It used to be that when a newspaper put out an “Extra” edition, it was filled with stories written by its reporters who had toiled away the night to cover some breaking news or collection of stories. Today, the New York Times is redefining “Extra” as stories written by others. It is turning on a new feature on its homepage called Times Extra that will start adding links from elsewhere underneath the headlines of its own articles. The related links are from other news sites and blogs (even the Wall Street Journal), with the source highlighted in green to differentiate them from the New York Times’ own stories.
As you can see from the screenshot above, this adds a lot of unnecessary clutter on the page. (Don’t worry, it’s optional. That’s why they call it a beta). The links come from Blogrunner, the buzz aggregator the New York Times bought in
2006 2005. Blogrunner is a Techmeme competitor, except that it doesn’t really compete that well (see traffic chart below).
Since last year, Blogrunner headlines have appeared on the site’s technology section. TechCrunch posts often appear on Blogrunner, as they do on Techmeme. Yet of all the sites that refer traffic back to us, Blogrunner is No. 185 and the New York Times is No. 51. Techmeme is No. 5. Blogrunner is just not a factor. That could be just us.
Now, with Times Extra, these Blogrunner will move right onto the homepage. Maybe they will be harder to ignore there and will start generating more meaningful traffic. But my guess is that readers will find them distracting and annoying.
While it is certainly enlightened of the New York Times to experiment with putting links to its competitors on its most valuable piece of online real estate, the experiment doesn’t really work. I would like to see these links on individual article pages because they do provide some good context and different takes on the same story. But they don’t belong on the homepage.
The concept here is that if readers can find the best news and opinion from around the Web right from the homepage, they will keep coming back to it as a starting point, just like they do with Digg or Techmeme. Where this breaks down is that the reason I still have the New York Times as my homepage is that I want to see at a glance what is going on in the world—in business, in technology, in politics, and in world events. The editors of the New York Times do a pretty good job of distilling the world on that page. Once I know that the Mumbai attackers were trained in Pakistan, I don’t need three more headlines on the same story. That clutters the page, and leaves less room for other headlines. I want that page to maximize the number of different stories I can explore about different subjects, not different points of view on the same subject.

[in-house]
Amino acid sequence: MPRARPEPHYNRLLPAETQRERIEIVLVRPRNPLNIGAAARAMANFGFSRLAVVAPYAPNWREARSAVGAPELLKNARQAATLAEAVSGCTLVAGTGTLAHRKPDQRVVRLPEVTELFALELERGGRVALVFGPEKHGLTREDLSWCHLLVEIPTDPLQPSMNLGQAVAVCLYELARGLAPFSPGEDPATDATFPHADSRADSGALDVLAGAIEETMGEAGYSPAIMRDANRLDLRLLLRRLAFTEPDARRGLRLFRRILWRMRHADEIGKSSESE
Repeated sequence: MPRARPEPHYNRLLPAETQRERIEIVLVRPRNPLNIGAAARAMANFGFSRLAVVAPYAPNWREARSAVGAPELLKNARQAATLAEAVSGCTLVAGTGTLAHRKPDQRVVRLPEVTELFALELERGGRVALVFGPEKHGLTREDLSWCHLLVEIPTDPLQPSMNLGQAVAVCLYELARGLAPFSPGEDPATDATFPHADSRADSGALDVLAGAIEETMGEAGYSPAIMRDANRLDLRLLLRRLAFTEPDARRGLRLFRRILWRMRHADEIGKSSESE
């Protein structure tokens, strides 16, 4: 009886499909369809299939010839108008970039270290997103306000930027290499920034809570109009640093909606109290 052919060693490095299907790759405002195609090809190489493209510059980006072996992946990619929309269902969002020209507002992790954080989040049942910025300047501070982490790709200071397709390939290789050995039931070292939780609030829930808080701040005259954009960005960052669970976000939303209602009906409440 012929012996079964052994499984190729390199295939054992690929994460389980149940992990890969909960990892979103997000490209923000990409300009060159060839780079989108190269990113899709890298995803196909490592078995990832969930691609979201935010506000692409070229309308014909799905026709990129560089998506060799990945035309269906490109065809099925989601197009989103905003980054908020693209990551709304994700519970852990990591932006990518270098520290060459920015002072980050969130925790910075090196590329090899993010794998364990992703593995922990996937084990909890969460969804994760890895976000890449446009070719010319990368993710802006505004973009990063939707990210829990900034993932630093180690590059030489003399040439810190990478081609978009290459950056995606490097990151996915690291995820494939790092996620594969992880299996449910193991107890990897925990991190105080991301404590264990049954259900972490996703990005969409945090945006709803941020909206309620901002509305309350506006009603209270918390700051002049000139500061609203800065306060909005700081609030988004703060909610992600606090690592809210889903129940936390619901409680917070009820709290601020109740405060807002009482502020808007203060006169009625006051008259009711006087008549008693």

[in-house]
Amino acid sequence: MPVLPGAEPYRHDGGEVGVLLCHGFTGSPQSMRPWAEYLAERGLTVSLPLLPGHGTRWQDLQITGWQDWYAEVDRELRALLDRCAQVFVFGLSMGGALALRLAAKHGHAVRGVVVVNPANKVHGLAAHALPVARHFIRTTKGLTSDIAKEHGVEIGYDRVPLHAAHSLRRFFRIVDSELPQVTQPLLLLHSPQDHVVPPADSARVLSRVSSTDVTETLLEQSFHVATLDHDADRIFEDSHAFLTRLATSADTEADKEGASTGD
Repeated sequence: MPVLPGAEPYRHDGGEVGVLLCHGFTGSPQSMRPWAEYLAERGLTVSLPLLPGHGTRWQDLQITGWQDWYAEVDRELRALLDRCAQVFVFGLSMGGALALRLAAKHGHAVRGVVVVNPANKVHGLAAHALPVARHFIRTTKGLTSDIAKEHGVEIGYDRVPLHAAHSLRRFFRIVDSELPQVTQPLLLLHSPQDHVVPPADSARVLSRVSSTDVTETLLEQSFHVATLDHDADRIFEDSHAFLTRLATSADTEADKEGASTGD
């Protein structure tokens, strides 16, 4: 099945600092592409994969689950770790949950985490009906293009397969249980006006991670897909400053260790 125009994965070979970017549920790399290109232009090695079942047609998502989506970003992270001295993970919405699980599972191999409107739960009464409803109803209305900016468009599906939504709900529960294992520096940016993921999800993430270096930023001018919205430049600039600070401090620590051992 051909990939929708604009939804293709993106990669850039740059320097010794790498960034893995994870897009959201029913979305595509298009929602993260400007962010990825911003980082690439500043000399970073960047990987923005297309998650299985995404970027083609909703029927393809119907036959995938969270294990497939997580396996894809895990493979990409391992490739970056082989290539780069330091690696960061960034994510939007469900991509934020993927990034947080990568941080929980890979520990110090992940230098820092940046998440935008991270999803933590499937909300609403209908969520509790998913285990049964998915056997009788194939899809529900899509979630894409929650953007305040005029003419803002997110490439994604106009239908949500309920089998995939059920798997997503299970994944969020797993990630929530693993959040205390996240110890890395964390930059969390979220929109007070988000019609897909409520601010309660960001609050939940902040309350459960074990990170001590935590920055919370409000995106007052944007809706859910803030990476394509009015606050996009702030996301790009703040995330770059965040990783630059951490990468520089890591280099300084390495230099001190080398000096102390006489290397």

When I want to see what the buzz is and all the different points of view about the most important stories, I go to Techmeme or Digg. Those sites are designed to filter the news and show me just that. They are easy to read and scroll through with headlines that take up nearly the whole page.
The New York Times wants to have it both ways by jamming its news filter beneath its own stories and making readers squint to figure out which is which.
Update: I’ve added a Beet.tv video interview below from last year with Blogrunner creator Philippe Lourier where he explains how he wants to “organize news in a different way.”